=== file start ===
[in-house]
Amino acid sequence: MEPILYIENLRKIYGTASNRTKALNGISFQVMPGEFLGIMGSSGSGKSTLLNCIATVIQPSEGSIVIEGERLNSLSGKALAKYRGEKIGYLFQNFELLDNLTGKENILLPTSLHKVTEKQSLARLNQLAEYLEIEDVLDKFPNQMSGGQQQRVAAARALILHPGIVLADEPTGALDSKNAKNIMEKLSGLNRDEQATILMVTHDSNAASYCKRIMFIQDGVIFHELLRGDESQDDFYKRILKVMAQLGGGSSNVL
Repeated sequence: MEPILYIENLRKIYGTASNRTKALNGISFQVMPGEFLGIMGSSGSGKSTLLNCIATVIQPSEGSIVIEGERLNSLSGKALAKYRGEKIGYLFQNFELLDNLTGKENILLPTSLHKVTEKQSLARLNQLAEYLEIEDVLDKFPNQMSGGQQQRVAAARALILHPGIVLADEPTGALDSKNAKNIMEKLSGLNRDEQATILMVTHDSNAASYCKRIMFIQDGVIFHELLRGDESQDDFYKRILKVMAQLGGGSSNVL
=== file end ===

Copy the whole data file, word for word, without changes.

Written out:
[in-house]
Amino acid sequence: MEPILYIENLRKIYGTASNRTKALNGISFQVMPGEFLGIMGSSGSGKSTLLNCIATVIQPSEGSIVIEGERLNSLSGKALAKYRGEKIGYLFQNFELLDNLTGKENILLPTSLHKVTEKQSLARLNQLAEYLEIEDVLDKFPNQMSGGQQQRVAAARALILHPGIVLADEPTGALDSKNAKNIMEKLSGLNRDEQATILMVTHDSNAASYCKRIMFIQDGVIFHELLRGDESQDDFYKRILKVMAQLGGGSSNVL
Repeated sequence: MEPILYIENLRKIYGTASNRTKALNGISFQVMPGEFLGIMGSSGSGKSTLLNCIATVIQPSEGSIVIEGERLNSLSGKALAKYRGEKIGYLFQNFELLDNLTGKENILLPTSLHKVTEKQSLARLNQLAEYLEIEDVLDKFPNQMSGGQQQRVAAARALILHPGIVLADEPTGALDSKNAKNIMEKLSGLNRDEQATILMVTHDSNAASYCKRIMFIQDGVIFHELLRGDESQDDFYKRILKVMAQLGGGSSNVL